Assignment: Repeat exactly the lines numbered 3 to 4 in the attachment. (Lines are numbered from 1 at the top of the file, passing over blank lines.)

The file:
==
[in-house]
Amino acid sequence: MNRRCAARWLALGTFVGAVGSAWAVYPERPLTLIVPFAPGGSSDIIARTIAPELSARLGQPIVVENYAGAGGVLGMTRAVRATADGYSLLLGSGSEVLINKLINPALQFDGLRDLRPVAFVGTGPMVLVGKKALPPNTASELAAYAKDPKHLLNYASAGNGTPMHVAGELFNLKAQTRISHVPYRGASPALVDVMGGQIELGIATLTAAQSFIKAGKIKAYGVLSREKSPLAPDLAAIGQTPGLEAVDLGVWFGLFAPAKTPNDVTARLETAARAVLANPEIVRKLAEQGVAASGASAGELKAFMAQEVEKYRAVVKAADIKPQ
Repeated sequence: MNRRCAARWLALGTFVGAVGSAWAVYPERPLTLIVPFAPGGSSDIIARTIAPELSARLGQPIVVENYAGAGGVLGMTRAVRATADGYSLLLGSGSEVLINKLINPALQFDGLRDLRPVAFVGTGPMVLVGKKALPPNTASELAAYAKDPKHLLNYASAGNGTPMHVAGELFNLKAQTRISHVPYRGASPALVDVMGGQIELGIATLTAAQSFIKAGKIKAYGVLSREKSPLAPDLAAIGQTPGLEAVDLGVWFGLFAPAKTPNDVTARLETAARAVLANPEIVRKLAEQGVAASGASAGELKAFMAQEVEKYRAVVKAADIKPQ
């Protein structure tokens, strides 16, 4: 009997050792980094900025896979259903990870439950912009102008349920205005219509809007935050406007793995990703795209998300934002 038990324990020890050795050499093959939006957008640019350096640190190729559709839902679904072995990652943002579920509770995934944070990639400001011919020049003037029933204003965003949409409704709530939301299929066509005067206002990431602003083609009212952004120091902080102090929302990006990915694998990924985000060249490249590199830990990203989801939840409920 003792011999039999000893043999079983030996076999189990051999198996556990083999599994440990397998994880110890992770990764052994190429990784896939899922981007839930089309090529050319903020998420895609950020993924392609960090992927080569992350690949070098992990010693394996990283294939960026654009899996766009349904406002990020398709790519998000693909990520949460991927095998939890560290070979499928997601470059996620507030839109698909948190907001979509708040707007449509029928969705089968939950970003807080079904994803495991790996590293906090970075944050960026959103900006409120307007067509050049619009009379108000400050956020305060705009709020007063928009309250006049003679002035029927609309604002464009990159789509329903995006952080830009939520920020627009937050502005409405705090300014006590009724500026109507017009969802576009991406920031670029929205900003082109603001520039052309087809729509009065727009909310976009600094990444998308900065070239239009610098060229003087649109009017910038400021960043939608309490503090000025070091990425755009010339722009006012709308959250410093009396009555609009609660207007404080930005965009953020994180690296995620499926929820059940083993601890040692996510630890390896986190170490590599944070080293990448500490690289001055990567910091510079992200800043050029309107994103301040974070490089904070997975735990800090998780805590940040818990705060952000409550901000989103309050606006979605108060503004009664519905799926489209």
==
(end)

Repeated sequence: MNRRCAARWLALGTFVGAVGSAWAVYPERPLTLIVPFAPGGSSDIIARTIAPELSARLGQPIVVENYAGAGGVLGMTRAVRATADGYSLLLGSGSEVLINKLINPALQFDGLRDLRPVAFVGTGPMVLVGKKALPPNTASELAAYAKDPKHLLNYASAGNGTPMHVAGELFNLKAQTRISHVPYRGASPALVDVMGGQIELGIATLTAAQSFIKAGKIKAYGVLSREKSPLAPDLAAIGQTPGLEAVDLGVWFGLFAPAKTPNDVTARLETAARAVLANPEIVRKLAEQGVAASGASAGELKAFMAQEVEKYRAVVKAADIKPQ
């Protein structure tokens, strides 16, 4: 009997050792980094900025896979259903990870439950912009102008349920205005219509809007935050406007793995990703795209998300934002 038990324990020890050795050499093959939006957008640019350096640190190729559709839902679904072995990652943002579920509770995934944070990639400001011919020049003037029933204003965003949409409704709530939301299929066509005067206002990431602003083609009212952004120091902080102090929302990006990915694998990924985000060249490249590199830990990203989801939840409920 003792011999039999000893043999079983030996076999189990051999198996556990083999599994440990397998994880110890992770990764052994190429990784896939899922981007839930089309090529050319903020998420895609950020993924392609960090992927080569992350690949070098992990010693394996990283294939960026654009899996766009349904406002990020398709790519998000693909990520949460991927095998939890560290070979499928997601470059996620507030839109698909948190907001979509708040707007449509029928969705089968939950970003807080079904994803495991790996590293906090970075944050960026959103900006409120307007067509050049619009009379108000400050956020305060705009709020007063928009309250006049003679002035029927609309604002464009990159789509329903995006952080830009939520920020627009937050502005409405705090300014006590009724500026109507017009969802576009991406920031670029929205900003082109603001520039052309087809729509009065727009909310976009600094990444998308900065070239239009610098060229003087649109009017910038400021960043939608309490503090000025070091990425755009010339722009006012709308959250410093009396009555609009609660207007404080930005965009953020994180690296995620499926929820059940083993601890040692996510630890390896986190170490590599944070080293990448500490690289001055990567910091510079992200800043050029309107994103301040974070490089904070997975735990800090998780805590940040818990705060952000409550901000989103309050606006979605108060503004009664519905799926489209």